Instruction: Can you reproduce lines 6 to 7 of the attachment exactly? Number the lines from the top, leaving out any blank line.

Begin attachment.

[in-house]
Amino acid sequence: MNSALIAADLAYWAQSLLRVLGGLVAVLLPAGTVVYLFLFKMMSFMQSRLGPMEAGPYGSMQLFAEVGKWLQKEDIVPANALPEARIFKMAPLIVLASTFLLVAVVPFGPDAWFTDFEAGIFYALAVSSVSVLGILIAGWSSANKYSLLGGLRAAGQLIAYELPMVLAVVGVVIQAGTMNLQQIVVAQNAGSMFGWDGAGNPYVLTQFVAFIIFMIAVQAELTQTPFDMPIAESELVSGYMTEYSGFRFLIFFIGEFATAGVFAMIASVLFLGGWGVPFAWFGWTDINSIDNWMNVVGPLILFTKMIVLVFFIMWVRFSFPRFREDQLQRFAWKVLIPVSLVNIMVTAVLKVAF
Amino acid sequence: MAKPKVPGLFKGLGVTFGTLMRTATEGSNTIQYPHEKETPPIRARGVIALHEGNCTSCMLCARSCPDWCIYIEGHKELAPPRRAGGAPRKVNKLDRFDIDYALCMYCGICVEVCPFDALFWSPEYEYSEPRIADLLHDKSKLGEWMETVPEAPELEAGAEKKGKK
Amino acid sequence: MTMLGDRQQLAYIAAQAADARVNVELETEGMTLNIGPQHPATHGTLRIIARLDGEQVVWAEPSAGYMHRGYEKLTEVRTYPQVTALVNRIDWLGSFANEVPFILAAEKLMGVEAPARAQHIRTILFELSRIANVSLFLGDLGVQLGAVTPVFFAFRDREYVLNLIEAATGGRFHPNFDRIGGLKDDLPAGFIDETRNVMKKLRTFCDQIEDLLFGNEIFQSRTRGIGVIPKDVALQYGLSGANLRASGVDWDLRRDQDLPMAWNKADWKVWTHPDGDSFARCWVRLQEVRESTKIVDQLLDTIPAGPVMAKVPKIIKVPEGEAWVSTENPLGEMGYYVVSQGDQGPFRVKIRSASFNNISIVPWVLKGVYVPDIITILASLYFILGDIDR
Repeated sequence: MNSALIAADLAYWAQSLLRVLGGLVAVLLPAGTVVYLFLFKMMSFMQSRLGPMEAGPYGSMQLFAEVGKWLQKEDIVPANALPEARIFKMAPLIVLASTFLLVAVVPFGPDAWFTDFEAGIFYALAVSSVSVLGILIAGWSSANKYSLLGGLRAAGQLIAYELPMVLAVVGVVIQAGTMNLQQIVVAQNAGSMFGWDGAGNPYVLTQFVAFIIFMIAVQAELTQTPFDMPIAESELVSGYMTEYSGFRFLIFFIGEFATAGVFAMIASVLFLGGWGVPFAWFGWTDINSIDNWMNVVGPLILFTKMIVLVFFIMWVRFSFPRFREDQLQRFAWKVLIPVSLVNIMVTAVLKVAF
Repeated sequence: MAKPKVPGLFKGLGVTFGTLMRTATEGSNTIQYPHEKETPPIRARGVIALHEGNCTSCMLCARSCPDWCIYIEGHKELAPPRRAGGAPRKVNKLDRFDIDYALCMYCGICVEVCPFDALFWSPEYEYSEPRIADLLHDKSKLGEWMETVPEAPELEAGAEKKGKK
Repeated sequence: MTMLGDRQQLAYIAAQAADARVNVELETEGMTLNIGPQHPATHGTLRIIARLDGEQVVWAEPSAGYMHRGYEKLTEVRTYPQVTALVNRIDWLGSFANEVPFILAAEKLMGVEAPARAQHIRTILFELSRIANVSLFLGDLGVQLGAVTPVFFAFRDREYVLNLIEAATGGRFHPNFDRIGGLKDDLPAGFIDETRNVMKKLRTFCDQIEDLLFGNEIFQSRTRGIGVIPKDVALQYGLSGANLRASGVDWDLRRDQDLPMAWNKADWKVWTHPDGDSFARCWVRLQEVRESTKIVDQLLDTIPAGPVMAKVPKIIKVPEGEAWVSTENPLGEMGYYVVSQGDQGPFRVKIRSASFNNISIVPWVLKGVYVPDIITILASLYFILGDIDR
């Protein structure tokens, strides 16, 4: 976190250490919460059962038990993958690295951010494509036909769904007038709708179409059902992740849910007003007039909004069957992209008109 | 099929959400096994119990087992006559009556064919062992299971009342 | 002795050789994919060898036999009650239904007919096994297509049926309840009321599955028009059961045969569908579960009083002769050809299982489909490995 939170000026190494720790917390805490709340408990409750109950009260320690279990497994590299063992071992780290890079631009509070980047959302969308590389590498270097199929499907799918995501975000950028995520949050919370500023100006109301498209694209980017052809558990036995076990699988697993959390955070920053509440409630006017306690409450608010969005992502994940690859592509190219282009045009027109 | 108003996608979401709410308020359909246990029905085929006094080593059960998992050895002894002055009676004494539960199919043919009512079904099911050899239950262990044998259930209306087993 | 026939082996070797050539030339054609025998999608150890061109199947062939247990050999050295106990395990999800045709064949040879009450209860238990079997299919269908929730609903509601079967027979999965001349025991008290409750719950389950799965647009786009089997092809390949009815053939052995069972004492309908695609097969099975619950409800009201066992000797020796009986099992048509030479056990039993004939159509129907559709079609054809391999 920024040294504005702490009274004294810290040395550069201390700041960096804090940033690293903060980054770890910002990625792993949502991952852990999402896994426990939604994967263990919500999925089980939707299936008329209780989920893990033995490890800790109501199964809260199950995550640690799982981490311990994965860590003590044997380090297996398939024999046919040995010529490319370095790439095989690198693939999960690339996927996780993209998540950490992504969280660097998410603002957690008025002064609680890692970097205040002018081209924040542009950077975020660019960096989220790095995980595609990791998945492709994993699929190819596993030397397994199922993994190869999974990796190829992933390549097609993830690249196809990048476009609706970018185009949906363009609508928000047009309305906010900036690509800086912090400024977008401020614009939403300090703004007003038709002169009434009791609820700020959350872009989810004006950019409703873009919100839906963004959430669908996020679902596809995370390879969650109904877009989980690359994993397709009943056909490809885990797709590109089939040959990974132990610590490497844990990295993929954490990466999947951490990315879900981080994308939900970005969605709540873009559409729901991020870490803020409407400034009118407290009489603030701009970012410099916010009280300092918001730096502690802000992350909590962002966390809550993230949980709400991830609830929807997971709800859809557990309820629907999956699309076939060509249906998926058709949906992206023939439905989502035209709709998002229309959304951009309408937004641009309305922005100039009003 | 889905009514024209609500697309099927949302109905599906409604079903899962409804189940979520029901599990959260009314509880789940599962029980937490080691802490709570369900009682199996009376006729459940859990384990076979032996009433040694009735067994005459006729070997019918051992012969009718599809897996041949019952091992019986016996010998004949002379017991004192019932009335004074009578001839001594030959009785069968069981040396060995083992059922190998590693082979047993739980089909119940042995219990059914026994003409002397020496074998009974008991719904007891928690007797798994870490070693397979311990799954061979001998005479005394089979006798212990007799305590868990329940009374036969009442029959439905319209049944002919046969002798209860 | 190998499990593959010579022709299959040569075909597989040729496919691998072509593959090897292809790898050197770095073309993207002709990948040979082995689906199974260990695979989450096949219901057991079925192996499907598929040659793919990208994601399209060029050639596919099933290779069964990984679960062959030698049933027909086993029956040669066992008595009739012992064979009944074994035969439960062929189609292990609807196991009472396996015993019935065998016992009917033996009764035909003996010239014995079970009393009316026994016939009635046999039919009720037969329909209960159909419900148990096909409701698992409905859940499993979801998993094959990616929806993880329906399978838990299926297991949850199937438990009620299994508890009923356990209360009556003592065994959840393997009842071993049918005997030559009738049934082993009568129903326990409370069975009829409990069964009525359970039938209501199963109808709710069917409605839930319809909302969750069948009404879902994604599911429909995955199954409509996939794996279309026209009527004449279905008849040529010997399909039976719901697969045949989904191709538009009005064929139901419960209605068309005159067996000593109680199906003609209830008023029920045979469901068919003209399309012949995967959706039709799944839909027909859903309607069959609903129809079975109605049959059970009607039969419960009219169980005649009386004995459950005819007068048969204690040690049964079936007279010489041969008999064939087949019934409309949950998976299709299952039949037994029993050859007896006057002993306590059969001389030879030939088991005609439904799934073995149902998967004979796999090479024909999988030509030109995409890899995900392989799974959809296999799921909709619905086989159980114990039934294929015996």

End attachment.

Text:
Repeated sequence: MAKPKVPGLFKGLGVTFGTLMRTATEGSNTIQYPHEKETPPIRARGVIALHEGNCTSCMLCARSCPDWCIYIEGHKELAPPRRAGGAPRKVNKLDRFDIDYALCMYCGICVEVCPFDALFWSPEYEYSEPRIADLLHDKSKLGEWMETVPEAPELEAGAEKKGKK
Repeated sequence: MTMLGDRQQLAYIAAQAADARVNVELETEGMTLNIGPQHPATHGTLRIIARLDGEQVVWAEPSAGYMHRGYEKLTEVRTYPQVTALVNRIDWLGSFANEVPFILAAEKLMGVEAPARAQHIRTILFELSRIANVSLFLGDLGVQLGAVTPVFFAFRDREYVLNLIEAATGGRFHPNFDRIGGLKDDLPAGFIDETRNVMKKLRTFCDQIEDLLFGNEIFQSRTRGIGVIPKDVALQYGLSGANLRASGVDWDLRRDQDLPMAWNKADWKVWTHPDGDSFARCWVRLQEVRESTKIVDQLLDTIPAGPVMAKVPKIIKVPEGEAWVSTENPLGEMGYYVVSQGDQGPFRVKIRSASFNNISIVPWVLKGVYVPDIITILASLYFILGDIDR